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Honda's in! As announcements go, this was a whopper. More than 15 years of development preceded Honda's decision, trumpeted at this year's Oshkosh, Wisconsin fly-in, to build the HondaJet. Most attentive listeners? Other jet builders. (American Honda Motor Co.)

The Next Little Thing

Why 2006 is the year of the very light jet.

To build airplanes that quickly, Raburn has

replaced the manual method of riveting pieces together with an automated aluminum construction process known as friction-stir welding. The process was first used on rockets, but never tried extensively on aircraft.

Friction-stir welding was invented and patented in 1991 by the Welding Institute in the United Kingdom. Using specialized tooling, a manufacturer first softens without melting two pieces of metal to be joined. A spindle then stirs the two pieces of aluminum together. The plasticized material is transferred from the front of a pin tool to behind it as the tool traverses along the joint. Because the aluminum never melts, friction-stir welding more closely approximates a forging or extrusion process rather than traditional welding.

Eclipse claims that friction-stir welds are two or three times stronger than single-row riveted joints and that the process is 10 times faster than manual riveting, and four times faster than automated riveting. The company says the process will produce very smooth surfaces, thereby further reducing assembly time by cutting the time required to prepare the aircraft for painting.

“We invested about $30 million” to make the welding process applicable to the Eclipse, says Raburn. The company uses custom-made computer numeric control machines that automatically weld the aircraft structure from the inside out, creating an exterior skin just as smooth as composites, says Raburn. “The great and obvious payoff for us is the speed,” says Raburn. “We can weld an entire set of airplane parts in one shift in eight hours that replaces 1,700- to 1,900-man hours and multiple shifts to build the airplane.”

Another computer whiz bringing software sensibilities to the aviation industry is Adam Aircraft CEO George F. “Rick” Adam. Adam ran the Real-Time Computer Center at the Kennedy Space Center during the Apollo program before taking a string of tech jobs that culminated with the chief information officer slot at finance giant Goldman Sachs. He founded Adam Aircraft in 1998, initially to make new-generation piston aircraft, but in 2003 began development of the $2.25 million A700 very light jet. The company expects to have the A700 certified next year and currently has 310 orders for it.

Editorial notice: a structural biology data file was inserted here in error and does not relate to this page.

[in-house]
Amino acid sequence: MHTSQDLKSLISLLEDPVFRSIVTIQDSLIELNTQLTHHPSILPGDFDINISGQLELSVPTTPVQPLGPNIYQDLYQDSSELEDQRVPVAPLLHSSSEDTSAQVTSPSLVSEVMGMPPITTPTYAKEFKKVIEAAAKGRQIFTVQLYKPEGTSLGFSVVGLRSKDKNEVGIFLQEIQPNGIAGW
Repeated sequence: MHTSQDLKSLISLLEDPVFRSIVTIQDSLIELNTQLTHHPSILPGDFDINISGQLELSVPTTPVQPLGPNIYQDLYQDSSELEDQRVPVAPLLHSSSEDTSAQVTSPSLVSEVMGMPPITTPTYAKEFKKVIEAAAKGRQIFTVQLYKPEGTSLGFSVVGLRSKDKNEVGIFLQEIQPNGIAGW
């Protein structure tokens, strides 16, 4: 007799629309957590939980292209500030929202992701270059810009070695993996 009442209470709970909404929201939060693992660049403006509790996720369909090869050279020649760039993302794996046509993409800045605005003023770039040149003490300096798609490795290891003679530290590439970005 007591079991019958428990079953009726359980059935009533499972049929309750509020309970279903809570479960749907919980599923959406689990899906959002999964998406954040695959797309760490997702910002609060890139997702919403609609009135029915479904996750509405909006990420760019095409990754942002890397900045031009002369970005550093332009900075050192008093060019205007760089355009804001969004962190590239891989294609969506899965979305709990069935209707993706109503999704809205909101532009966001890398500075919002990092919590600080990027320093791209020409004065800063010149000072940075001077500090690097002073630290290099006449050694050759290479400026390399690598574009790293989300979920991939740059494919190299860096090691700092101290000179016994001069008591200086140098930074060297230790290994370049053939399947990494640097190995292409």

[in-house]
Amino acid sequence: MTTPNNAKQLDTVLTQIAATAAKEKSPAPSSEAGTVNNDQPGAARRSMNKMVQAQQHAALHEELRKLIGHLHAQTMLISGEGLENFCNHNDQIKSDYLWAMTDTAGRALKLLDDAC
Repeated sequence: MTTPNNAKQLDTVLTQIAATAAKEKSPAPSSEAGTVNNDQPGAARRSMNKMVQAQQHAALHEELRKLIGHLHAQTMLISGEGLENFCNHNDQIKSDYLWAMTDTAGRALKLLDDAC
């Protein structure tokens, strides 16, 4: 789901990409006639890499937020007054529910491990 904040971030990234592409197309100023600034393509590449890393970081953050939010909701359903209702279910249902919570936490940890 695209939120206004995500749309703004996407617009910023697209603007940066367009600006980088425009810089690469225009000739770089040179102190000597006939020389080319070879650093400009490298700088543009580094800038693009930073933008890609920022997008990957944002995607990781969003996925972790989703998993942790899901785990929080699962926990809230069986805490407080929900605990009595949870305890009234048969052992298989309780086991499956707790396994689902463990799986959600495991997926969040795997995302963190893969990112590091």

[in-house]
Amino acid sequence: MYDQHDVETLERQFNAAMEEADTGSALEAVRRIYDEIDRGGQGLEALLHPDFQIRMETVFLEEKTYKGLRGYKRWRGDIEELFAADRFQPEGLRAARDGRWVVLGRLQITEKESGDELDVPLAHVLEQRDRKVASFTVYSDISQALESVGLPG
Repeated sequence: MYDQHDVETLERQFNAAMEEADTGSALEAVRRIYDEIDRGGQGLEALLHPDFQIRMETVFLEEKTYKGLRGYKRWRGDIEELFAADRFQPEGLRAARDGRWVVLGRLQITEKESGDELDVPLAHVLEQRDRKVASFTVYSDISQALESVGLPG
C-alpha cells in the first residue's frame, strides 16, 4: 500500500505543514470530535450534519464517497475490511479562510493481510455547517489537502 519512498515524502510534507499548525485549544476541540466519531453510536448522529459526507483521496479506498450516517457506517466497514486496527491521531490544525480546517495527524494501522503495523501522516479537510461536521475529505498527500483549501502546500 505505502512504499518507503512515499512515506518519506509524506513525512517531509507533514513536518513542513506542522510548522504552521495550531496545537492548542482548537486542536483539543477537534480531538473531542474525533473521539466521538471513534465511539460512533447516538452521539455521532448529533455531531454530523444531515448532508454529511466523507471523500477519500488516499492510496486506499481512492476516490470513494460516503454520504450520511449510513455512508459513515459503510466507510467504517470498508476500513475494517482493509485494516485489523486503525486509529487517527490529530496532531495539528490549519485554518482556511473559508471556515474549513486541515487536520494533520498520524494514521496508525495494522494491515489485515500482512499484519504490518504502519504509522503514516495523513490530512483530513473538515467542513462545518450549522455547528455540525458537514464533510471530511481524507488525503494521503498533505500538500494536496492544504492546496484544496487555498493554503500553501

“I was always struck by how little new technology was making its way into airplanes,” says Adam. “If you bought a general aviation airplane, it looked just like it did 40 years ago. That always struck me as really unnatural.”

Adam has a more modest production plan than Eclipse and still thinks composites are the way to go. Both the A700 and A500 piston aircraft are fashioned from carbon fiber composite, and Adam credits this construction with holding down costs as well as providing a lighter aircraft and a more voluminous cabin. (With composite construction, there is no need for ribs, stringers, or any of the other support structures that hold aluminum fuselages together.)

“It is much less expensive to design and tool an airplane in composites than it is in aluminum,” Adam says. “In aluminum, you have to go to a tool-and-die maker, and the typical turnaround is six to nine months.” (Raburn figures differently: It’s cheaper to tool a composite aircraft, but the material is more expensive than aluminum. Raburn is counting on an automatic production line for further savings.)

“We do all of our own tooling in-house,” says Adam, “and we can build a tool in a week. In software, we used to call this ‘rapid prototyping.’ If we make a mistake, we fix it in a couple of days. If a guy in aluminum tooling makes a mistake, it loops back through months and months and months. Time is money. By cutting down the elapsed time, we use less money.”

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